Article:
Spectral Matching Algorithm

Spectral Matching Algorithm

Spectral Matching Algorithm

EZ-FRISK now features the 2009 version of RSPMATCH as documented in:

An Improved Method for Nonstationary Spectral Matching“, Linda Al Atik and NormanAbrahamson, Earthquake Spectra, Volume 26, No. 3, pages 601-617, August 2010

RSPMATCH is widely considered to be the best method to create realistic ground motions, far better than methods that operate in the frequency domain. The core code has been enhanced with additional capabilities and improved flexibility.

Spectrally matched ground motion time histories for bedrock should be further processed to incorporate the site response, which is the modification of the time history caused by the unique layering of rock and soil at the site. EZ-FRISK™ now includes Site Response Analysis using SHAKE91. SHAKE91 propagates the bedrock time history through soil and rock layering to produce a site-specific outcropping ground motion. With EZ-FRISK™, you can quickly process a suite of matched accelerograms.

Overview of Capabilities

Spectral matching makes adjustments to an input accelerogram so that its response spectrum matches a target response spectrum. You can perform spectral matching as a stand-alone task by directly providing the target spectrum, or in conjunction with a PSHA.  When using spectral matching with PSHA, the target response spectrum is the uniform hazard spectrum for a specified return period.  EZ-FRISK™ uses the well know RspMatch2009 spectral matching algorithm under license from Norm Abrahamson  This code is based on the time domain method of Tseng and Lilanand (1988), with modifications to preserve non-stationarity at long periods by using different functional forms for the adjustment time history.  The matched accelerogram can then be used as input into a site response program such as Shake91 to obtain an accelerogram that is suitable for structural analysis and design.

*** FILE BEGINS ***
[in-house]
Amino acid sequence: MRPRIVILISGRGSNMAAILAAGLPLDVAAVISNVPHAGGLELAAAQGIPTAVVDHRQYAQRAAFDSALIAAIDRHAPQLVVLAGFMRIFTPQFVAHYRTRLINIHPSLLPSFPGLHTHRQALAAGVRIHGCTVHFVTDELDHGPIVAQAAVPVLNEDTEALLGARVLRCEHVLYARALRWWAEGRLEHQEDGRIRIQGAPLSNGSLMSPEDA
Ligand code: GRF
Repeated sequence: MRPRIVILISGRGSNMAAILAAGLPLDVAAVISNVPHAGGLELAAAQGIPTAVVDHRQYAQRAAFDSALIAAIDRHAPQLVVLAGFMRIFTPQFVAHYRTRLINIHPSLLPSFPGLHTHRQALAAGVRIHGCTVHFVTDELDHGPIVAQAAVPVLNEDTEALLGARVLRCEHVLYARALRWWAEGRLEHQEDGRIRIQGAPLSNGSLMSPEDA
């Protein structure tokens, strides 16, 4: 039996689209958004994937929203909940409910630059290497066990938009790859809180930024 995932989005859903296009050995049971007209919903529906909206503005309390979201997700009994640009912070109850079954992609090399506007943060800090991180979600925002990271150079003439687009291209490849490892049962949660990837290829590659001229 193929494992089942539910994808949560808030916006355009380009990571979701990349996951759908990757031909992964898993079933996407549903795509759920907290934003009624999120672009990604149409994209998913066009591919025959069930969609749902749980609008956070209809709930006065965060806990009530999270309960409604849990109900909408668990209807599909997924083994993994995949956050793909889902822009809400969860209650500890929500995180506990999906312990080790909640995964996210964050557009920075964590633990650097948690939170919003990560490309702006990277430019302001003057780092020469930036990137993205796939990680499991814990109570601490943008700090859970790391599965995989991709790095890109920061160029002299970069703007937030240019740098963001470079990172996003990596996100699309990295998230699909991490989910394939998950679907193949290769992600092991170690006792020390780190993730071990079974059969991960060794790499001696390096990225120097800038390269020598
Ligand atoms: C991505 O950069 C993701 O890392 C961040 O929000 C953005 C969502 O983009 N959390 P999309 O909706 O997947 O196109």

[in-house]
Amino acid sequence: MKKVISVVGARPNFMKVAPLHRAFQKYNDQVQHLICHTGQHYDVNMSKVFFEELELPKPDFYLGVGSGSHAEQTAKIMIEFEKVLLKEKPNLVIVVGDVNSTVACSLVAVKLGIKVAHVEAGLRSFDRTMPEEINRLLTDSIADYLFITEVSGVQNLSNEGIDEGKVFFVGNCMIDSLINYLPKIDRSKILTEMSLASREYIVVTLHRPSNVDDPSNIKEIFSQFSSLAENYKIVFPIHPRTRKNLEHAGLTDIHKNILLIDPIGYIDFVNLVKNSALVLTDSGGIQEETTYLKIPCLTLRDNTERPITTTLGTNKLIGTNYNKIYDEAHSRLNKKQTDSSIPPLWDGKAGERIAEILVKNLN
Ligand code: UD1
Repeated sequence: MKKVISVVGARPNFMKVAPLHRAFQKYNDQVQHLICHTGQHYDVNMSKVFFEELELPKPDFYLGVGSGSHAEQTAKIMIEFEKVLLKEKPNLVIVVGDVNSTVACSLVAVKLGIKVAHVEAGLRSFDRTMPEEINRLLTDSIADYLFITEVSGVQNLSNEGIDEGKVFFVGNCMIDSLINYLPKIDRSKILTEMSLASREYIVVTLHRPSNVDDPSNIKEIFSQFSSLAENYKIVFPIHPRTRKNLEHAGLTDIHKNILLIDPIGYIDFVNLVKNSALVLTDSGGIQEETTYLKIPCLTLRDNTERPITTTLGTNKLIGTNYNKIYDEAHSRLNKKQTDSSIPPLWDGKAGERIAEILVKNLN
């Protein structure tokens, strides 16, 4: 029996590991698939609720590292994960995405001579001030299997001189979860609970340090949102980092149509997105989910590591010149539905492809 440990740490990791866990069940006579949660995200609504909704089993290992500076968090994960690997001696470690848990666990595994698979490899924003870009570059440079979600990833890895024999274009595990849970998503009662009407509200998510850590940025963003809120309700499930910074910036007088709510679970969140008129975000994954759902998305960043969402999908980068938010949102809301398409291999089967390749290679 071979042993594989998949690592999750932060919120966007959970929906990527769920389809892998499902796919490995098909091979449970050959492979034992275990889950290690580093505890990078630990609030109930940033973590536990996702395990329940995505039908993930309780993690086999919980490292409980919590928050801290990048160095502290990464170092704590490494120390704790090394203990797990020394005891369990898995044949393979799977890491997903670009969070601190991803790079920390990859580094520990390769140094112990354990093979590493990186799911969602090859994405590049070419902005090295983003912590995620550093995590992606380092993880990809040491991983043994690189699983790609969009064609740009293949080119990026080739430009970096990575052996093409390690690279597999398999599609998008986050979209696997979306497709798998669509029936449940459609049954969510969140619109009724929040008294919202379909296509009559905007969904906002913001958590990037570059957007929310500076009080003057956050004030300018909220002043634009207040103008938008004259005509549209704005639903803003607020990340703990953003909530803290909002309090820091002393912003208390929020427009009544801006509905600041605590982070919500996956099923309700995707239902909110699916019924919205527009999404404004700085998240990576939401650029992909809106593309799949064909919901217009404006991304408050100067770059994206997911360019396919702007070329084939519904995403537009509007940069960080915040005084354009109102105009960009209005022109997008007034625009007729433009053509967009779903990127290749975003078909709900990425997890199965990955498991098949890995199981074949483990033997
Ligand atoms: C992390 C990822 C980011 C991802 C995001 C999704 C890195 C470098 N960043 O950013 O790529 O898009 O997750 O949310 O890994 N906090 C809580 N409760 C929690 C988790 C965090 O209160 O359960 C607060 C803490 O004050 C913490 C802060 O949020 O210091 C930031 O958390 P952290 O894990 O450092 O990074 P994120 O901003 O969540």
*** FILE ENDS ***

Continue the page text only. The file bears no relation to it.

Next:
A key benefit of using EZ-FRISK™ for spectral matching is that it has a powerful search feature which quickly provides key information in choosing an appropriate initial accelerogram.  It contains a scoring feature to select the best accelerograms based on the initial response spectrum’s match to the target spectrum, the degree of scaling required for the accelerogram, and the duration of the event.  The search gives immediate feedback in the form of thumbnails of the unscaled and scaled accelerograms, as well as the response spectrum.

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